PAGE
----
Super returns head into double digits

Performance data from April shows an eighth month of positive returns.

Institutionally managed superannuation funds are on track for impressive double digit returns over the 2016-17 financial year, with data released this week showing a cumulative return to the end of April above 10 per cent.

Superannuation research group Chant West found that managed super funds were again in positive territory in April, with the median growth fund (61 to 80 per cent growth assets) up 1.5 per cent. This was the eighth month of positive performance out of the past 10, and the cumulative return for the financial year to date now stands at 10.1 per cent.

Chant West’s data found that all major asset sectors delivered positive returns in April, led by listed shares and property. Australian shares were up 1 per cent, while international shares advanced 1.1 per cent in hedged terms.

Yet, the slide in the Australian dollar over April (down from US$0.76 to US$0.75), meant the return in unhedged terms was boosted to 3.6 per cent. Listed property also delivered strong returns, with Australian and global REITs up 2.6 per cent and 1.2 per cent, respectively.

“Growth funds have performed better than expected over the first 10 months of the 2017 financial year,” said Chant West director, Warren Chant.

“With the cumulative return sitting at 10.1 per cent, it is almost certain that they’ll finish the year in the black for the eighth consecutive time – and quite possibly in the double digits. This is particularly impressive given that we’re still in a period of considerable uncertainty, both economic and political. It seems investors are looking through the uncertainty and focusing on the economic and market outlook, which is certainly looking better than it did 12 months ago.”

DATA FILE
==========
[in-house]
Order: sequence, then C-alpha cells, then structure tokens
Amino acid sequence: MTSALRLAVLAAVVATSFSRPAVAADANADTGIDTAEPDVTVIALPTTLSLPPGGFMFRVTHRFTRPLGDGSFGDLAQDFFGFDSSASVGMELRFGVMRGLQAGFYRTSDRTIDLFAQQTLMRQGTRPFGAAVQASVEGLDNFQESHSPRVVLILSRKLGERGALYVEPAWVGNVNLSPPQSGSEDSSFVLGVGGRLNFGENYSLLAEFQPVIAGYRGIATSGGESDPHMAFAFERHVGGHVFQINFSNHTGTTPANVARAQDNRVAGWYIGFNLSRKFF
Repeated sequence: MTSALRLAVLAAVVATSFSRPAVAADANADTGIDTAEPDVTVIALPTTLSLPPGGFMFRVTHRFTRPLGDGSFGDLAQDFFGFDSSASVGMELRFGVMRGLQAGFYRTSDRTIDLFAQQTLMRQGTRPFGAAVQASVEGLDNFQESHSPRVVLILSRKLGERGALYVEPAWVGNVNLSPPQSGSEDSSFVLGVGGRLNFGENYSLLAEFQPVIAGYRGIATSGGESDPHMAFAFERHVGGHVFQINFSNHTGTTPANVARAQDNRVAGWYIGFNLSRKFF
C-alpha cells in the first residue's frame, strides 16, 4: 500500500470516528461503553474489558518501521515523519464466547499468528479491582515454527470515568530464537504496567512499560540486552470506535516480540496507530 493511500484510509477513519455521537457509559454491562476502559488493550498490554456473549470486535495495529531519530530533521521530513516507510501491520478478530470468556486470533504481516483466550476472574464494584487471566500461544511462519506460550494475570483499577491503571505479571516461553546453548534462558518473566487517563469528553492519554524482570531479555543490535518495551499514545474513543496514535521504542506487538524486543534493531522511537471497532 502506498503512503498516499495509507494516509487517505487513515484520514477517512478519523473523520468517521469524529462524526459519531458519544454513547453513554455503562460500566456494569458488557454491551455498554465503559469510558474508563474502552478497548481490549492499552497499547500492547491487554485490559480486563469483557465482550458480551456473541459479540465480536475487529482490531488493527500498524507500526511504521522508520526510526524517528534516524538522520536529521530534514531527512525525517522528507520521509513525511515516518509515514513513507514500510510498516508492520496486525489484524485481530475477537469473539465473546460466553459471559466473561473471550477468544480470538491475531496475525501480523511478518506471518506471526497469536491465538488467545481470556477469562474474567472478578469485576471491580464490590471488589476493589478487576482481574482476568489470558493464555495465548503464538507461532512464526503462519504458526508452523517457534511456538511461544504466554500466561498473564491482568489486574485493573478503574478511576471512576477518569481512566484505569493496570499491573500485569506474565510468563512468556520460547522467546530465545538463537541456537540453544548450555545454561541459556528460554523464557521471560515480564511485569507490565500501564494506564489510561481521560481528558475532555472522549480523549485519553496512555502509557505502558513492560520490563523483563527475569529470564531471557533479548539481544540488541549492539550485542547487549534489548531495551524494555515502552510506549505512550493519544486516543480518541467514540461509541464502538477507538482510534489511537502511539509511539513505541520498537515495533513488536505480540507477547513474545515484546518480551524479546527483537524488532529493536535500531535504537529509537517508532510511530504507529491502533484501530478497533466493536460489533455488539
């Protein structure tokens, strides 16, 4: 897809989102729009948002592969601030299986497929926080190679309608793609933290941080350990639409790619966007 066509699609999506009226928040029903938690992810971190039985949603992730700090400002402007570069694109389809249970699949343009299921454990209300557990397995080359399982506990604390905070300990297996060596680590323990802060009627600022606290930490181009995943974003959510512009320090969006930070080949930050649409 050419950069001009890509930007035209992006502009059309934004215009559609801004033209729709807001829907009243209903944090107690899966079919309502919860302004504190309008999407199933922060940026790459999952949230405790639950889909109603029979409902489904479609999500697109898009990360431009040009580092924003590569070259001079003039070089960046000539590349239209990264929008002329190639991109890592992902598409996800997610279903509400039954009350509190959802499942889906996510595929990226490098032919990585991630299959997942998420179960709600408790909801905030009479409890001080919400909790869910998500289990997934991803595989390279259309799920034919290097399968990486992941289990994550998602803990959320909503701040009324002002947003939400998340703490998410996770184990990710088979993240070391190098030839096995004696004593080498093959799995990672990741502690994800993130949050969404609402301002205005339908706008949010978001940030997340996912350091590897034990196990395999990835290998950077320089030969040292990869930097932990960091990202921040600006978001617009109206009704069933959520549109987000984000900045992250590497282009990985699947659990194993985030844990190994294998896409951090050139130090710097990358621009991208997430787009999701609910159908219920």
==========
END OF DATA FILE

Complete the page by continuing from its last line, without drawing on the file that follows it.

Chant said that while US share markets were higher in April, the initial growth estimate of 0.7 per cent annualised for the March quarter was disappointing.

Improving economic data across Europe provided support to markets while, in the Asia Pacific, China’s economy continued to show signs of improvement.

“Back in Australia, the RBA kept interest rates on hold at 1.5 per cent earlier this month, citing the improvement in the global economy,” Chant said.

“The federal Budget was also handed down and, despite some contentious measures including an unprecedented levy on five major banks, has generally been well received.”

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